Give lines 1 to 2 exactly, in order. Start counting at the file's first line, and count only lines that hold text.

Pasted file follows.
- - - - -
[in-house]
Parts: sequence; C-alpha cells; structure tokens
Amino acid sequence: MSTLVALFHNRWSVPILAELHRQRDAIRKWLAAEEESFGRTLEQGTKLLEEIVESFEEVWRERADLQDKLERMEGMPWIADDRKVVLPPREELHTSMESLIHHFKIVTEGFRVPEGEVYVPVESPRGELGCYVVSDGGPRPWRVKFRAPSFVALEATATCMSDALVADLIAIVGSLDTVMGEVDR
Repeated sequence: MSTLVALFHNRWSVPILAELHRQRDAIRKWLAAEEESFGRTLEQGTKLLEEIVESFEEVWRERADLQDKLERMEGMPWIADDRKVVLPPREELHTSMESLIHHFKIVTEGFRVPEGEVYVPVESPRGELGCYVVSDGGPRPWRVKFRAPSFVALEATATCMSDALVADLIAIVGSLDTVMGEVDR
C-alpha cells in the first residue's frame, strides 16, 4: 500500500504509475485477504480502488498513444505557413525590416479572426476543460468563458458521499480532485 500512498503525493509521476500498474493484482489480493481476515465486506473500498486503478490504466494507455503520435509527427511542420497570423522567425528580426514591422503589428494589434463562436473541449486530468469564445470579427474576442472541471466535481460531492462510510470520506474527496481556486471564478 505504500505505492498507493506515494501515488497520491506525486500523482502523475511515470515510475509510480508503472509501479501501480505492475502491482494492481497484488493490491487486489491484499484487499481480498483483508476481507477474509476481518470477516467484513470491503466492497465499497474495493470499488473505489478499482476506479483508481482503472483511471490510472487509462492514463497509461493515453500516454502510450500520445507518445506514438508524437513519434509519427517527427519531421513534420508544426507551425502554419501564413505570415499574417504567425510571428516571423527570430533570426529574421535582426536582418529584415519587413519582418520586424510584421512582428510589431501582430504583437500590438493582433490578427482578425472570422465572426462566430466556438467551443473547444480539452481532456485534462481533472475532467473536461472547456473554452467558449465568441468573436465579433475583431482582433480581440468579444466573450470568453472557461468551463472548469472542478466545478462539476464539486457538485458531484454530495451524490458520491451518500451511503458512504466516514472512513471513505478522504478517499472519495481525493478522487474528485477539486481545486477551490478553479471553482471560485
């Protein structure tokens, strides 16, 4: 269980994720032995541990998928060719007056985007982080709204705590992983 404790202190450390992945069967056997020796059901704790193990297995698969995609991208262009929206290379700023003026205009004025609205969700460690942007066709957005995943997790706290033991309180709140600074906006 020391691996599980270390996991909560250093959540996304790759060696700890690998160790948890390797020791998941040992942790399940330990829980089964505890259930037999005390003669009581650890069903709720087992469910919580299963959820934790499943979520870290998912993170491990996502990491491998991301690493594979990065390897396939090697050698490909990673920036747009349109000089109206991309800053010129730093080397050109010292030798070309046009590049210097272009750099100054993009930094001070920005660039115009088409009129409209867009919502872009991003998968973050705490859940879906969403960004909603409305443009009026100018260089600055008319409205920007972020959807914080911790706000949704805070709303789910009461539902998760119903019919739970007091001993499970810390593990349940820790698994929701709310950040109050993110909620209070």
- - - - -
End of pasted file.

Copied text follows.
[in-house]
Parts: sequence; C-alpha cells; structure tokens